The main principles of treatment remain surgical with (dependent) drainage of pus
augmented by antibiotic therapy. The infective organisms are normal oral flora and
the penicillin family of antibiotics remains the antibiotics of first choice.
With the increasing recognition of the role of anærobic oral bacteria in these
infections, clindamycin can be substituted for penicillin in severe infections or
metronidazole added to the penicillin. Studies show an average of four bacterial
species in any oral infection with anærobic species outnumbering ærobic species,
although streptococci remain the largest single group of organisms.
Ludwig's Angina is a severe form of cervico-fascial infection / cellulitis which
usually arises from the lower second or third molars (wisdom teeth).
Deep fascial space infections cause gross inflammatory exudates (a fluid with a
high content of protein and cellular debris which has escaped from blood vessels
and has been deposited in tissues or on tissue surfaces, usually as a result of
inflammation. It may be septic or non-septic) and tissue œdema (swelling),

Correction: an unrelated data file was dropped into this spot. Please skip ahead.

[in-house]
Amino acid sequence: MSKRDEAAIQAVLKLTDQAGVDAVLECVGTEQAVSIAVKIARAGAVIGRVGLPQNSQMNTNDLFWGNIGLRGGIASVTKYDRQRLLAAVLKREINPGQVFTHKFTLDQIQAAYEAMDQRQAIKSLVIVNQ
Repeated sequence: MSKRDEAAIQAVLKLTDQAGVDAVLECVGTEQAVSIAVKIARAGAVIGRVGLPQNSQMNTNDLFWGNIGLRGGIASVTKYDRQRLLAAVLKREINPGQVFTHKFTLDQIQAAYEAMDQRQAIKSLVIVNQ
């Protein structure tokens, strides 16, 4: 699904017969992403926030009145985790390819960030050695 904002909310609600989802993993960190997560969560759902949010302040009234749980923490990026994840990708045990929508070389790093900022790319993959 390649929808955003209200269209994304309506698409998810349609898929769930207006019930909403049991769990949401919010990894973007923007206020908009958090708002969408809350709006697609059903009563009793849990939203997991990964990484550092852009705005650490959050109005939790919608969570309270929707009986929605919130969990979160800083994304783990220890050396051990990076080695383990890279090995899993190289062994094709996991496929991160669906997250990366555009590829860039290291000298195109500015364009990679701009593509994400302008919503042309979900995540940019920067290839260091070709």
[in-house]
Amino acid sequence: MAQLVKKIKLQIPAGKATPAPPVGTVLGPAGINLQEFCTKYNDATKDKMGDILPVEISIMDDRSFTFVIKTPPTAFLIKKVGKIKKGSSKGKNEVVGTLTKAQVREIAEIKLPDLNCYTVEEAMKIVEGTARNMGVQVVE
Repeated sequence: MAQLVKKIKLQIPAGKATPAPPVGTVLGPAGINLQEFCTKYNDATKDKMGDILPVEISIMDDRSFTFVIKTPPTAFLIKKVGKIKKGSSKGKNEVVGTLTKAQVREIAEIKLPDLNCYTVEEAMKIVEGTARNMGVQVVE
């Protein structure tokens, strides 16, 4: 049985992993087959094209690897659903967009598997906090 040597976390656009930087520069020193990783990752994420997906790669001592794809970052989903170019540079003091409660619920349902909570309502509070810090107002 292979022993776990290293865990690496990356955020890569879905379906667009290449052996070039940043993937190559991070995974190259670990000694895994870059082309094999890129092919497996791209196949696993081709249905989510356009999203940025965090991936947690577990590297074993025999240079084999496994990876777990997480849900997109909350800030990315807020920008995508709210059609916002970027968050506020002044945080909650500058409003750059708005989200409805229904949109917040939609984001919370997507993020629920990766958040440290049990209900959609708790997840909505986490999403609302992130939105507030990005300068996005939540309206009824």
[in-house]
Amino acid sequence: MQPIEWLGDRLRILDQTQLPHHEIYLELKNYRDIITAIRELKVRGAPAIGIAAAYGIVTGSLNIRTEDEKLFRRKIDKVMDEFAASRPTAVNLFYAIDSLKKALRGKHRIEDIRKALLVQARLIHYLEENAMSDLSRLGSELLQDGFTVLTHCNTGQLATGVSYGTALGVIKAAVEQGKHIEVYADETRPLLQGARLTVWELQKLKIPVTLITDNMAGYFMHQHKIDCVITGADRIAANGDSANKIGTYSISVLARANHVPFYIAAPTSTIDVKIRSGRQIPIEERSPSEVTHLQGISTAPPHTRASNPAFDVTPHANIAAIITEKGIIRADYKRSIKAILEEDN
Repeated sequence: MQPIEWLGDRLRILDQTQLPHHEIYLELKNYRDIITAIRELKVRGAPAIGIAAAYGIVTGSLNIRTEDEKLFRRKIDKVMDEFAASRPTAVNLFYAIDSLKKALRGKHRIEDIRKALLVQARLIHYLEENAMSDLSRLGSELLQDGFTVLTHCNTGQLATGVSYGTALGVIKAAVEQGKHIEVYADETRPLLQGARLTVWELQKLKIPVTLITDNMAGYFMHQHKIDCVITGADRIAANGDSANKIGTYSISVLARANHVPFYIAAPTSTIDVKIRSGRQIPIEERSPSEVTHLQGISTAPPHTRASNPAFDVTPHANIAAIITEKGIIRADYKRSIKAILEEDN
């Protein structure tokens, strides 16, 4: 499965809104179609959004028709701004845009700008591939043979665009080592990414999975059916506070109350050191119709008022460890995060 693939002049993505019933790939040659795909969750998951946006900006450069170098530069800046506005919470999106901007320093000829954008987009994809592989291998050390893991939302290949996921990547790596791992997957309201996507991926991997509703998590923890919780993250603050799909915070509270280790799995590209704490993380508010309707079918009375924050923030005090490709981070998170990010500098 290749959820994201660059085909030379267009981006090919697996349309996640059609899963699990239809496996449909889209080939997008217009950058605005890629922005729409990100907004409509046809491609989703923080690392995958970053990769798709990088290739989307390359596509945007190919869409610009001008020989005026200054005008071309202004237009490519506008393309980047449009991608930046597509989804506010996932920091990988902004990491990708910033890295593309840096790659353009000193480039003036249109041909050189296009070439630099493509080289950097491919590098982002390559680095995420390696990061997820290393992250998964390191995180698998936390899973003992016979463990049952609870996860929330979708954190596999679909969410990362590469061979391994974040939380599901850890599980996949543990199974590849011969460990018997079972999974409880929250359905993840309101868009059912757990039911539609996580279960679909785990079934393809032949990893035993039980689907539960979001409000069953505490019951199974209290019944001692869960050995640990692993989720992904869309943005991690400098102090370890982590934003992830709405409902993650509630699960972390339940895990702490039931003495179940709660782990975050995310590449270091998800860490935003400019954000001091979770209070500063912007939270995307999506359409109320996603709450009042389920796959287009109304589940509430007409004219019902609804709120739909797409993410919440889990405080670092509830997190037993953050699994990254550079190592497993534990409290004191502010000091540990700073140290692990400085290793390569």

associated with fever and toxæmia (blood poisoning). Before the advent of
antibiotics, the mortality was high and the disease is still life-threatening if
treatment is delayed.
|Photos of varying severities of Ludwig's Angina
|The main fascial spaces involved in Ludwig’s Angina are the sublingual,
submandibular and para-pharyngeal. Normally, the spaces both side of the
midline (ie bilateral) are effected.
The characteristic features are:
• diffuse swelling, pain, fever and malaise.
• The swelling is tense and tender, with a characteristic ‘board-like’ firmness.
• The overlying skin is taut and shiny.
• Pain and œdema (swelling) that limit opening the mouth and often cause
dysphagia (difficulties in swallowing)
• Systemic upset is severe, with worsening fever, toxæmia (blood poisoning)
• The regional lymph nodes are swollen and tender.
• In Ludwig's Angina particularly, airway obstruction can quickly result in